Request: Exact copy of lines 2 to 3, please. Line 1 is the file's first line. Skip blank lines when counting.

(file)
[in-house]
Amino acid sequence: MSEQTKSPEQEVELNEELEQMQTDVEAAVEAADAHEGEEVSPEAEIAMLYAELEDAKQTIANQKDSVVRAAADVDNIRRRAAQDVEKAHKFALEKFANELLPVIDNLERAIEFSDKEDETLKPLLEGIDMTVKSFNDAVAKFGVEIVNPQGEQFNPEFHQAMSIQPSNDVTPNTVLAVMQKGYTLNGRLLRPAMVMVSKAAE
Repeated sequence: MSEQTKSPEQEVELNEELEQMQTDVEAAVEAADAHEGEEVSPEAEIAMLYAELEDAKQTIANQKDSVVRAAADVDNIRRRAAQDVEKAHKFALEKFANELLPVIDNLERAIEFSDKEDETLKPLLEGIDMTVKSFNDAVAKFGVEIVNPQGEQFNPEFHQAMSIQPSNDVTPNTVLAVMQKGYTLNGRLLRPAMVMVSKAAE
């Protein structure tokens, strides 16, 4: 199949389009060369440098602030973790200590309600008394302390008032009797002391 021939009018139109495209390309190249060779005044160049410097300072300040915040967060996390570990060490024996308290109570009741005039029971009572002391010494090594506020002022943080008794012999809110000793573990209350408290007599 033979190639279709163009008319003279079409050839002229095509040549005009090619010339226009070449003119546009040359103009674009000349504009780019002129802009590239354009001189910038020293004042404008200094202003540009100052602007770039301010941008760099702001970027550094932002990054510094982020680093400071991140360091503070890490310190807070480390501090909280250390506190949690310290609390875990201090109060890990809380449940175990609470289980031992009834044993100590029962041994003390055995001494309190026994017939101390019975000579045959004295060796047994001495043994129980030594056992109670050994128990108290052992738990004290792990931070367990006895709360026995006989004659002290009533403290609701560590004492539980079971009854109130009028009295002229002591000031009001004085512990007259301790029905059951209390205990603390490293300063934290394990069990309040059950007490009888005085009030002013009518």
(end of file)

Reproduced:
Amino acid sequence: MSEQTKSPEQEVELNEELEQMQTDVEAAVEAADAHEGEEVSPEAEIAMLYAELEDAKQTIANQKDSVVRAAADVDNIRRRAAQDVEKAHKFALEKFANELLPVIDNLERAIEFSDKEDETLKPLLEGIDMTVKSFNDAVAKFGVEIVNPQGEQFNPEFHQAMSIQPSNDVTPNTVLAVMQKGYTLNGRLLRPAMVMVSKAAE
Repeated sequence: MSEQTKSPEQEVELNEELEQMQTDVEAAVEAADAHEGEEVSPEAEIAMLYAELEDAKQTIANQKDSVVRAAADVDNIRRRAAQDVEKAHKFALEKFANELLPVIDNLERAIEFSDKEDETLKPLLEGIDMTVKSFNDAVAKFGVEIVNPQGEQFNPEFHQAMSIQPSNDVTPNTVLAVMQKGYTLNGRLLRPAMVMVSKAAE